4 Things Independent Bookstore Owners Want Authors To Know

Congratulations! You’ve published the manuscript that you labored over for months or years, and now you’re actually holding the finished product in your hands. What a wonderful feeling.

Your book is up for sale in the online store(s) of your choice. It’s not getting a lot of traffic but every now and then someone posts a review. It’s time to really sell this thing. So how about placing it in a good old-fashioned store window?

The big-box book retailers are fading, but oddly, many of the independents are holding on or even thriving. Why not email several indie bookstore owners around the country and see if they’ll accept a consignment—say, a box of 50 copies to start with? If people get a look at that awesome cover and can actually pick up the product, it will practically sell itself!

Right?

image (c) The Avid Reader

image (c) The Avid Reader

To find out how independent book retailers can figure into an author’s marketing plan, I joined with some friends from the NorCal chapter* of Editorial Freelancers Association (EFA) to chat with Alzeda Knickerbocker, owner of The Avid Reader independent bookstore in Davis, California. As professional editors and writers, my EFA colleagues and I often work with author clients who want to know more about marketing and selling their book, so our conversation with Alzeda was a great way to gather this information.

Alzeda doesn’t claim to speak for every bookstore owner, but here are four main points from our conversation that I think are applicable to most authors who want to sell through stores like hers:

1. We still depend on sales data, even as the publishing world re-shuffles itself and we diversify our products and services.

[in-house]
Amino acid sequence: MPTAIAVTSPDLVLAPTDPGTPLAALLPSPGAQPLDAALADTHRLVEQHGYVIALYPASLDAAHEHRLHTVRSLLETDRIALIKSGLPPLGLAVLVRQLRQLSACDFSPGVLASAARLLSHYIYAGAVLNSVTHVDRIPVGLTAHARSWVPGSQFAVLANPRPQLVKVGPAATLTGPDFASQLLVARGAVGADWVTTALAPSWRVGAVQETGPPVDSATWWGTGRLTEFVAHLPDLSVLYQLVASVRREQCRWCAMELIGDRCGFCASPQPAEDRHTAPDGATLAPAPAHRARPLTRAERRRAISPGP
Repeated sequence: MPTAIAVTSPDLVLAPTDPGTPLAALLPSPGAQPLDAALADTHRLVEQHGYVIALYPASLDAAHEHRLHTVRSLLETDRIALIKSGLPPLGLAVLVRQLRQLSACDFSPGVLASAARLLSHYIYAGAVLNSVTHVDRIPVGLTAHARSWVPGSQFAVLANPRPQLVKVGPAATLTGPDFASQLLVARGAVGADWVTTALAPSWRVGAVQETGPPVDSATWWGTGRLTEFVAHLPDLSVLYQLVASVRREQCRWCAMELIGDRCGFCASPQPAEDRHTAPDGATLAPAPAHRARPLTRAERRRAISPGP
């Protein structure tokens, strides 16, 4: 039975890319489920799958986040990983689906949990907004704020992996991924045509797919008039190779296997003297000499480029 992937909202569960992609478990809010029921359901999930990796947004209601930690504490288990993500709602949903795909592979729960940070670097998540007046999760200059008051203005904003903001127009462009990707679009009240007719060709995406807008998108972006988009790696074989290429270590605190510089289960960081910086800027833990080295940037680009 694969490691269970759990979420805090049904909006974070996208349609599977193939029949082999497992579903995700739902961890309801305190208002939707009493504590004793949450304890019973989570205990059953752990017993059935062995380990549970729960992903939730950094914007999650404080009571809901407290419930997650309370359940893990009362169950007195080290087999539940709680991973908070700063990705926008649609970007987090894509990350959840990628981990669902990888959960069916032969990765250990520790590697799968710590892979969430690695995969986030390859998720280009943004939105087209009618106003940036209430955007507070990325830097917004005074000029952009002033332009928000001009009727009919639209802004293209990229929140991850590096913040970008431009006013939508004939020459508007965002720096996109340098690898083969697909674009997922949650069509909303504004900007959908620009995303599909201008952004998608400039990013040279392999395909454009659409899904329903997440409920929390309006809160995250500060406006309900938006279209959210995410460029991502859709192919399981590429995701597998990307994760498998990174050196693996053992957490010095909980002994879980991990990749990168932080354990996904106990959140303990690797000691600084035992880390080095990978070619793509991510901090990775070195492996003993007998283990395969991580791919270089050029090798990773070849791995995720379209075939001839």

“I make most of my decisions about what to carry in the store based on the advice of publisher sales reps and my inventory manager,” says Alzeda. Because of publisher consolidation, however, she gets fewer visits from reps these days than in years past. And, as independent publishing becomes increasingly accessible, Alzeda gets more email from individual authors representing themselves.

Still, because the sales reps have been to conferences and know what’s selling, they remain a valuable resource for store owners. Inventory managers, too, influence what gets featured in the store window. They have years of data at their fingertips and can make recommendations based on what has sold well in the past.

That doesn’t necessarily mean your book will always be edged out by the blockbusters. “There’s definitely a place for books that will sell a few hundred copies and not multiple thousands,” Alzeda noted. Independent store owners are often willing to take a chance on something that doesn’t have huge sales numbers, if it fits the specific interests of their market. (See #3 below)

And while some stores are bringing in new customers by offering services such as an Espresso Book Machine, Alzeda has chosen to branch out in a different way. Maintaining an Espresso Book Machine would require more staff than Alzeda wants to hire. Instead, she expanded The Avid Reader into a separate store front where she sells specialty toys and games.

2. Quality is of the essence.

When authors approach her to sell their books at The Avid Reader, Alzeda always asks, “Who’s your publisher?” She is unabashed in her preference for selling books that have gone through the traditional (or commercial) publishing process. That process ensures that the book concept, the manuscript, the art, and all other elements have gone through several levels of vetting. “The quality of the books I sell reflects on me as a business owner,” Alzeda says.